We have a brand new look! Take a tour with us and explore the latest updates on Adobe Support Community.
I don't understand, why InDesign still isn't taking advantage of multicore-systems. Lots of professionals spent thousends of dollars into high-performance machines, with many, many cores - but when working with InDesign (and also many other programms) the majority of cores are in idle.
It is pretty anoying to see, that it is impossible to speed up the workflows on faster and way more expensive machines. I do databased puplishing. My documents are usually many hundred megabytes in size. Every small change on a masterpage takes minutes to be applied... no difference between a 24-core Threadripper or a 6-core Ryzen 5 or a M1 MBA... that sucks !!!
Todays workhorses tend to get more cores instead of higher clock-speeds. So Adobe software enginieers: PLEASE help us professionals !!!!
Copy link to clipboard
That said, you have something else going on if "it takes minutes" to apply any kind of a change regardless of how large the document is. Give your lack of other information, it's impossible to guess.
The documents are extremely complex. There are 50 to 100 textframes on each page. Every textframe is connected with the next. And this for about 100 or more pages. So placing formated Text with style and pictures in the first textframe will result in a complex catalog with many pages. That's the way to use InData / InCatalog with InDesign. Doing this for years now. 1 change on the masterpage took my MBA M1 1 minute 5 seconds to apply. My 24-core Threadripper was "significant faster": same document, same operation: 1 minute 4 seconds... Only because of, that InDesign still isn't using multicore...
As a guy who's done a lot of catalog work, that's at the crux of the issue. I've felt your pain.
InDesign has a maddening tendency to respond this way. It seems to reach a threshold where it doesn't exactly lock, but each attempt to edit/revise/format text entries takes ... an ... interminable ... delay. Then works. Until you click into the next text frame and get ... another ... interminable ... delay.
The most maddening thing about it, by my experience, is that it doesn't happen as I'm creating the document. Or often, during the first set of revisions. But at some unpredictable point, it does. And continues to do so each time you work in that given document.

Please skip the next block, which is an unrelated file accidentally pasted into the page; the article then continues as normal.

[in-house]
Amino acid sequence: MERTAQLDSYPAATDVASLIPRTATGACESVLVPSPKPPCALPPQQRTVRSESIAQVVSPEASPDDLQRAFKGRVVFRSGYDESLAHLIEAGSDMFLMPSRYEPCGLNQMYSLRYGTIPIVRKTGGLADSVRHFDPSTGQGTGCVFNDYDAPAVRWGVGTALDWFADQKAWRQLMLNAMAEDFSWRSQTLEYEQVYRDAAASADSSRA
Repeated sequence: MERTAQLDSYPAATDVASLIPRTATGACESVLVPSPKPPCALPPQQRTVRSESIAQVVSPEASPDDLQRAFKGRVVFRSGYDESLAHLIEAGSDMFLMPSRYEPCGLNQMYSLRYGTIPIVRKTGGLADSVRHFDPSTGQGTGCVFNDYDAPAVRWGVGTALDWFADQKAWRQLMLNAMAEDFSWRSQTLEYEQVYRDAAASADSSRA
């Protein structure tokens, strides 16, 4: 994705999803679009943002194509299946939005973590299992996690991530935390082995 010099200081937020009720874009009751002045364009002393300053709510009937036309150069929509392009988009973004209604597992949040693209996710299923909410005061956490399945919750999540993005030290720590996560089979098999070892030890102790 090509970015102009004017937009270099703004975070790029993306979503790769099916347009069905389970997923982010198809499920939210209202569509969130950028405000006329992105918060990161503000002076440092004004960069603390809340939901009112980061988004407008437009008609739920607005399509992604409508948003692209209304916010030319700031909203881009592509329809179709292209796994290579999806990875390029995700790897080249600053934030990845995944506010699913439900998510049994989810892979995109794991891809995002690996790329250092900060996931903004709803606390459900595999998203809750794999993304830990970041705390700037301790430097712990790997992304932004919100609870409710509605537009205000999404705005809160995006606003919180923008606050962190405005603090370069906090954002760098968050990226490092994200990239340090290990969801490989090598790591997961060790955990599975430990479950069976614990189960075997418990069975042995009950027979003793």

I've never discovered the threshold. But I sure as Hell know when I've crossed it. One day the file works fine. But when I open it the next time, whether it's the next day or six months later, the misery is there and it's difficult to overcome.
While I've never been able to solve the problem, I have found two tricks that seem to help mitigate the issue:
1) Close the file, then open it again. Immediately use the File>Save As menu command and save over the top. While I understand that InDesign is better at incremental saves than it's ancient predecessor PageMaker, this still works as a fix, and the file size reduction from saving over the top of an active problematic previous document file indicates that it is doing something ...
2) Split the file. This is yet another reason to compile a number of smaller files into a large document compiled through InDesign's book functions. With layout-intensive files, I've had to break down 10-15 page documents into halves to get a moderate improvement in the lag between clicking into a text frame and actually being able to edit it.
Please understand that neither of these tricks will fix the problem. Once an InDesign document file gets the yips, it doesn't go away. But it does seem to reduce the lag by a measurable amount. Like you, I've asked here in the forums and directly to Adobe developers when I had the opportunity. And I've never got a straight answer for why this happens, and what it'll take to fix it. While I imagine that multicore processing could help reduce the lag, it doesn't address the root of the problem.
Wish I had better news for you, but in the current environment I think this is all we're going to get.